The course of history, seen in terms of the concept of catastrophe, can actually claim no more attention from thinkers than a child’s kaleidoscope, which with every turn of the hand dissolves the established order in a new way. There is a profound truth in this image. The concepts of the ruling class have always been the mirrors that enabled an image of order to prevail. - The kaleidoscope must be smashed. 

- Walter Benjamin, Central Park1

Recently, I announced my intention to write a long essay about Malm to a circle of degrowth communists. One, a researcher and activist of US pipeline struggles, was exasperated at Malm’s apparently contradictory embrace of a strategy of pushing the capitalist state to do the right thing in Corona, Climate and Chronic Emergency (2020) and his stringent support of sabotage in How to Blow up a Pipeline (2021). Another friend, who is a veteran leader in the climate justice movement, responded that Andreas Malm has “single-handedly saved Marxism from irrelevance over the past few years”. High praise for Malm and a harsh reproval of Marxism.

The frustration with Malm’s lack of clarity and the praise for his ability to bring together Marxism and environmentalism are of a piece: they both attest to the enormous expectations generated by his work, and his willingness to place himself in a position of intellectual leadership. More substantially, they testify to the difficulty and importance of the synthesis he is working towards. 

Among environmentalists, a deep disillusionment with Marxism is common. The critiques are by now familiar: Marxism’s commitment to the unfettered development of the forces of production is attached to the idea of human domination over nature. Malm, as we will see, comes out of a very different tradition of Marxism, and one that has done much to demonstrate that Marx - unlike most of his 20th century readers - was an ecological thinker. Malm extends the theoretical and philological groundwork of John Bellamy Foster and Paul Burkett, and more recently Kohei Saito2, into a more empirical engagement with contemporary ecological problems, profused with a profound sense of political urgency.3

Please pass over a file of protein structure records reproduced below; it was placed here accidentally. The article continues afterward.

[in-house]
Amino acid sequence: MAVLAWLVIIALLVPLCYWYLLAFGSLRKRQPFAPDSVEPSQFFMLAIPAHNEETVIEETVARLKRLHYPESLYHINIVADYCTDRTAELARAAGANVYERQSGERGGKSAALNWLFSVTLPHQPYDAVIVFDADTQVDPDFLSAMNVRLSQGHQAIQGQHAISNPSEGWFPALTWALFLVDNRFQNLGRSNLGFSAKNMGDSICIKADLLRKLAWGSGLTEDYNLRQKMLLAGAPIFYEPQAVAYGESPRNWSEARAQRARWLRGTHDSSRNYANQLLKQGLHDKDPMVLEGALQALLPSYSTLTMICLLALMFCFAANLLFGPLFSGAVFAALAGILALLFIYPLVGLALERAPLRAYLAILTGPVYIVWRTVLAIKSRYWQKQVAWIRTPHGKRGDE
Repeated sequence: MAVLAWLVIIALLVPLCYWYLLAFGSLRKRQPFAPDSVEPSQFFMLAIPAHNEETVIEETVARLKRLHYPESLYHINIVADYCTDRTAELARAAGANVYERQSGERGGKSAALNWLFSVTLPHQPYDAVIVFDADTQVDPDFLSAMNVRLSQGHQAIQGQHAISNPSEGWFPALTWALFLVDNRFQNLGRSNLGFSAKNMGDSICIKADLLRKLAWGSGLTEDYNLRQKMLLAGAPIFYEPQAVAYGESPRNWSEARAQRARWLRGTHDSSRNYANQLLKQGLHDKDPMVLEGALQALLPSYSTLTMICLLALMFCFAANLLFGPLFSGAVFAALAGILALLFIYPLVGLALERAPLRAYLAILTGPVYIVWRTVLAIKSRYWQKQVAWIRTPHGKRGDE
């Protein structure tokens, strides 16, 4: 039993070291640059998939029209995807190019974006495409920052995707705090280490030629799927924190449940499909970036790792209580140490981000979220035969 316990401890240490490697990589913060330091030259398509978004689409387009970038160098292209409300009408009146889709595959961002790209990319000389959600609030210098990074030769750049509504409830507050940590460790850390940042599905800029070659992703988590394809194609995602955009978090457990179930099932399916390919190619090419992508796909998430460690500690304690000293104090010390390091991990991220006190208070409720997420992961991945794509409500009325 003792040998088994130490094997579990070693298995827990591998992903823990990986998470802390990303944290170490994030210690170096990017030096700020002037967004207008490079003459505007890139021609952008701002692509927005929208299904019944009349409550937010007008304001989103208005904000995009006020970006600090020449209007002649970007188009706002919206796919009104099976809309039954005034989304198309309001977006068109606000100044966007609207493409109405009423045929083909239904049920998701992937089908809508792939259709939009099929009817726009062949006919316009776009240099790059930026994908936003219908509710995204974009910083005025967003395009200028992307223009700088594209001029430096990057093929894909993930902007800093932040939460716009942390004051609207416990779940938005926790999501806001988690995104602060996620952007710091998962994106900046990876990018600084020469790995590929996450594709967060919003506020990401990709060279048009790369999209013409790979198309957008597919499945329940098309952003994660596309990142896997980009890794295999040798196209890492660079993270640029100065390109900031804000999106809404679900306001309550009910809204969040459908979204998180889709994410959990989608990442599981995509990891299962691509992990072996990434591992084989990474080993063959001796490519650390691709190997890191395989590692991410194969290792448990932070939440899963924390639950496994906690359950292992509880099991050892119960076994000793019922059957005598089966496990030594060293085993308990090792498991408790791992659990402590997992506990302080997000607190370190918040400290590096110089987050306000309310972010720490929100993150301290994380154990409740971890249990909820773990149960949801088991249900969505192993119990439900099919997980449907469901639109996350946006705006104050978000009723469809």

Malm is one of too few Marxists to center the question of what needs to be done in the climate crises, and certainly the most prominent. In short, Malm presents as a man of action, both in theory and in practice. His books detail organizing for the 1995 COP1 climate summit in Berlin, deflating SUV tires in Southern Sweden in 2007, and occupying a German coal mine with Ende Gelände in 2019. For Malm the academic, the question of action is also front and center: 

Any theory for the warming condition should have the struggle to stabilize climate - with the demolition of the fossil economy the necessary first step - as its practical, if only ideal, point of reference. It should clear up space for action and resistance (The Progress, 18). 

Malm’s practice may be described with a paraphrase of Gramsci’s old formula: optimism of the will, catastrophism of the intellect. “The prospects are dismal: hence the need to spring into action” (FC 394). It is this approach that has made his name as more than a scholar, but as a militant thinker, and it is this reputation that frustrates readers looking for strategic clarity. Is Malm a Leninist (and therefore authoritarian) or is he a movementist who is ready to try anything from lobbying the capitalist state to blowing up pipelines? The work of any prolific and wide-ranging writer will contain ambivalences, even one as committed to clarity and decisiveness as Andreas Malm. Not all these ambivalences are Malm’s alone: In our current ecological predicament unanswered questions abound: How can we come to want the abolition of the energetic foundation of our everyday life? How do we feel about the end of growth and progress? Is the state part of the solution or the problem? Such questions entail ambivalence because of the gap between what needs to be done, and what we want to do - given our attachments to the present state of things.

Malm develops a method designed to abolish ambivalence: herein lies the clarity of his work. His approach may best be described as kaleidoscopic: it orders the heterogeneous shards of history through the mirrors of his theory of history, while a singular eyepiece provides focus, and the basis for a unified political perspective. But this method only avoids ambivalence in theory. When it comes to practice, ambivalences reappear – but in the blindspot of theory. Reviews of Malm’s individual works may miss these blindspots and ambivalences, but once we read them side by side, we can begin to understand that they are structural to his work.4